RobomongorobomongoMongoDB managerdownload and point to mongoDB instance (default localhost:27017)
Bluebirdbluebirdpromise library implementationnpm install bluebird -S
SerialPortserial portserial port driver for node.jsnpm install serialport -S # have 4.0.7
xbee-apixbee-apixbee API for node.jsnpm install xbee-api -S

Off to learning this stuff.

Empowering the Many

Hello MEAN stack

A few years ago I had boat loads of temperature envelop data of my house and outside temperature. When I was looking for quotes to re-insulate my old house, an insulation vendor expressed interest in purchasing my before and after analysis and results. I did not proceed with a full re-insulation of my house but did end up loosing my data which was 100% my fault. I did not back up to a NAS and experiences a hard drive failure.

Fast forward today. There is lots of talk of IoT, Analytics, and cloud services. Many, I feel are putting lipstick on their outdated products so buyer beware.  That said, the various IoT ecosystems provided through services such as Microsoft Azure, etc. are making it easier to mashup, collect, aggregate, and analyze data. Alarm Management, historians may become moot at some point unless vendors provide added value services such as predictive analytics and performance management solutions.

My interests these days revolve around machine learning and visual analytics but I do like to keep on top of some technology that can be used to marry IoT with the enterprise. With the handful of XBee devices lying around, I’ve set my eyes to ramp up on the MEAN (MongoDB, ExpressJS, Node.js, AngularJS stack and see what I can come up with for my own use at home. I chose a Typescript/Javascript environment as I can get by with basic open source tools and decent editors without having to get something like visual studio.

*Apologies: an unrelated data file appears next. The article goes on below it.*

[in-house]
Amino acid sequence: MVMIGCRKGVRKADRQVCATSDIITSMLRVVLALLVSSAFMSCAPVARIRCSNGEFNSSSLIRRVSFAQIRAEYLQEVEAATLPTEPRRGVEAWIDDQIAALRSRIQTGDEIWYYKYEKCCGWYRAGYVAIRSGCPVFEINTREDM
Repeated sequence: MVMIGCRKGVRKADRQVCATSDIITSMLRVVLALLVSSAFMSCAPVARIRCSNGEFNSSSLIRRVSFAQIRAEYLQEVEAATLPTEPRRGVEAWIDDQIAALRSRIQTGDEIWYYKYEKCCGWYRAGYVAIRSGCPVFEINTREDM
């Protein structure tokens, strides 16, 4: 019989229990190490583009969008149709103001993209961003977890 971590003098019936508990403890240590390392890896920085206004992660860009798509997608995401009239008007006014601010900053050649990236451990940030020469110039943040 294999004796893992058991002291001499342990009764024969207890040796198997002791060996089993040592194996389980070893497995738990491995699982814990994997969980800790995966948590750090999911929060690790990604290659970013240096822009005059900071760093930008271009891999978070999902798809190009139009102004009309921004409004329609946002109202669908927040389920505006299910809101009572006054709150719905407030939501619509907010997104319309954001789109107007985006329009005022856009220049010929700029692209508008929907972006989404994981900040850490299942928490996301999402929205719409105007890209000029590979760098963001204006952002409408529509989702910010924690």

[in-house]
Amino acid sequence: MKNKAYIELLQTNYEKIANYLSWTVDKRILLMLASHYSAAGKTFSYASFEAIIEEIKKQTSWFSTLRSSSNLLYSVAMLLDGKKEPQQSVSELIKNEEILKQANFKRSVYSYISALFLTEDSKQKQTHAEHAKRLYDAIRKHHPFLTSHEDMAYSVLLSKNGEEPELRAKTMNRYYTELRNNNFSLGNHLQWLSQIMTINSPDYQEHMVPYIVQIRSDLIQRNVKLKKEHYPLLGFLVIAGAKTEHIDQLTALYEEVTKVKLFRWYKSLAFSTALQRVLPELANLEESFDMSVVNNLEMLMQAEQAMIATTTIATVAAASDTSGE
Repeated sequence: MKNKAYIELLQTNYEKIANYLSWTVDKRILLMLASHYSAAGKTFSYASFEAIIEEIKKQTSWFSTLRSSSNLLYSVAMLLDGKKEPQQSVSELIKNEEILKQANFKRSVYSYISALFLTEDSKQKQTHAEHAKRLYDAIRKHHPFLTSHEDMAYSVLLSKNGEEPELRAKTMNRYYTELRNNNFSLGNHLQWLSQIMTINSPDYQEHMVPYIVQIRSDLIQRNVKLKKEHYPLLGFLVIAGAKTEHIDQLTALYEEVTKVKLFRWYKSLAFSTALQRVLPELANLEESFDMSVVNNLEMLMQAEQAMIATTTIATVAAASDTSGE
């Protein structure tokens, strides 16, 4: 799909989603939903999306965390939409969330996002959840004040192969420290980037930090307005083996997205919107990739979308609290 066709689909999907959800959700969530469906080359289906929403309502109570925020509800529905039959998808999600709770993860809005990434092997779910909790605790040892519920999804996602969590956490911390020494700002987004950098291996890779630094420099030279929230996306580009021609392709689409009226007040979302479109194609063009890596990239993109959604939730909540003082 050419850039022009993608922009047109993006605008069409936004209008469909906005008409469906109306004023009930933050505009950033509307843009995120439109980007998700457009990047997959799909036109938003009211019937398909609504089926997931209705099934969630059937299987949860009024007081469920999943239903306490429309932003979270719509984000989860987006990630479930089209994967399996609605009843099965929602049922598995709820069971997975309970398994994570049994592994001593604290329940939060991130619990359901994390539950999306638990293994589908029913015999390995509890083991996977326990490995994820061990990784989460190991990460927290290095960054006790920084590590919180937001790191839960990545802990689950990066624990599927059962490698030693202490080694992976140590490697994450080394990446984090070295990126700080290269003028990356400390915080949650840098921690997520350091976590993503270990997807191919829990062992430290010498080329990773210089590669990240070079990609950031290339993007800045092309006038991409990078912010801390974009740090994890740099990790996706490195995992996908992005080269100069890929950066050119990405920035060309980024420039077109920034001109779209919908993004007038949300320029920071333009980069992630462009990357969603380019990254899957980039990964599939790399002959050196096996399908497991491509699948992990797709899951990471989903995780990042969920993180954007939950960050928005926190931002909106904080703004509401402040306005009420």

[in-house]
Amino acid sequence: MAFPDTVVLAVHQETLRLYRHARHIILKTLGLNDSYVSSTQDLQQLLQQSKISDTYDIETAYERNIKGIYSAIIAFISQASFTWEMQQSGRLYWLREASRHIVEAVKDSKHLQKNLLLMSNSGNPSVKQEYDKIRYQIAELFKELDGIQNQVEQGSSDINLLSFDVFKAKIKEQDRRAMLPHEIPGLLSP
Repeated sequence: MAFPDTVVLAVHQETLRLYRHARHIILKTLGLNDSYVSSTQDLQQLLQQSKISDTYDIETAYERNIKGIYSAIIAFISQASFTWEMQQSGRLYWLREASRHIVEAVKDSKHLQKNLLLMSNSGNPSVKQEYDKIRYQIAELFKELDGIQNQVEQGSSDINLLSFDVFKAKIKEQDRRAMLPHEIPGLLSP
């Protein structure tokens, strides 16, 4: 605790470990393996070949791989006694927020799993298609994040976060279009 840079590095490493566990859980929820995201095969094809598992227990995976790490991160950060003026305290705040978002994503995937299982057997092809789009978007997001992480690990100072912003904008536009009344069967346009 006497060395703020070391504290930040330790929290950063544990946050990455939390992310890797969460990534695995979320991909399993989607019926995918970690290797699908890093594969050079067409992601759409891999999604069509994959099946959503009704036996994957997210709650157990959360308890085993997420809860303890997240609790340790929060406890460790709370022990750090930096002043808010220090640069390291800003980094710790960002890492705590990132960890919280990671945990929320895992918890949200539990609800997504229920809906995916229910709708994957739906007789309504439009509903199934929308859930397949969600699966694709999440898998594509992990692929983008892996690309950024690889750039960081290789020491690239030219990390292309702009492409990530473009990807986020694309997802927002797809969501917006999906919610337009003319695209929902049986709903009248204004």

Key System Architecture Components

 

1-configure XBee end devices to sleep and send to coordinator AI/DI data. (I’ve tested this a few years ago so I know it works) (Temperature, ambient light, etc) Mesh network using API mode.

2. 0 or more routers to relay the messages from the end devices to the coordinator

3. 1 coordinator that feeds into the system via serial port

4. Node.JS+ Express to handle the configuration of the I/O wired to the XBees. e.g. scaling, tag name, etc. MongoDB to persist the data, and angularJS to render the UI.